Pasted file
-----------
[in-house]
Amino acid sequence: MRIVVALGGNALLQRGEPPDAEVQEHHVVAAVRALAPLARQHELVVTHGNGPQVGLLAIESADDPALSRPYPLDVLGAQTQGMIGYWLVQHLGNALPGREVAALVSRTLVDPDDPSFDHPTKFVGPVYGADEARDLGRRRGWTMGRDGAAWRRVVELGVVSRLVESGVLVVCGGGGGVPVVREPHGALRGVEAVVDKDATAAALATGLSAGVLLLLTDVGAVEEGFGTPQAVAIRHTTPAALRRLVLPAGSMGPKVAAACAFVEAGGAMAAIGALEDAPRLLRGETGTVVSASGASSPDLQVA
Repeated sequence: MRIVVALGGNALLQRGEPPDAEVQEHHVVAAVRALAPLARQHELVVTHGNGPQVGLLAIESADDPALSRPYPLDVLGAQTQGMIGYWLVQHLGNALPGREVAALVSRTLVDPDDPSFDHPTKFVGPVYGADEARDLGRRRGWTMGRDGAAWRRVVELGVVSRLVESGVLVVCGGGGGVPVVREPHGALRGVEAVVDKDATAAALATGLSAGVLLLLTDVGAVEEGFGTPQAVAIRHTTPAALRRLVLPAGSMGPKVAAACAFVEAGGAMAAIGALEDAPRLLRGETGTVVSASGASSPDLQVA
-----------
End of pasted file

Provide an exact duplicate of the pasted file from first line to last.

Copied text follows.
[in-house]
Amino acid sequence: MRIVVALGGNALLQRGEPPDAEVQEHHVVAAVRALAPLARQHELVVTHGNGPQVGLLAIESADDPALSRPYPLDVLGAQTQGMIGYWLVQHLGNALPGREVAALVSRTLVDPDDPSFDHPTKFVGPVYGADEARDLGRRRGWTMGRDGAAWRRVVELGVVSRLVESGVLVVCGGGGGVPVVREPHGALRGVEAVVDKDATAAALATGLSAGVLLLLTDVGAVEEGFGTPQAVAIRHTTPAALRRLVLPAGSMGPKVAAACAFVEAGGAMAAIGALEDAPRLLRGETGTVVSASGASSPDLQVA
Repeated sequence: MRIVVALGGNALLQRGEPPDAEVQEHHVVAAVRALAPLARQHELVVTHGNGPQVGLLAIESADDPALSRPYPLDVLGAQTQGMIGYWLVQHLGNALPGREVAALVSRTLVDPDDPSFDHPTKFVGPVYGADEARDLGRRRGWTMGRDGAAWRRVVELGVVSRLVESGVLVVCGGGGGVPVVREPHGALRGVEAVVDKDATAAALATGLSAGVLLLLTDVGAVEEGFGTPQAVAIRHTTPAALRRLVLPAGSMGPKVAAACAFVEAGGAMAAIGALEDAPRLLRGETGTVVSASGASSPDLQVA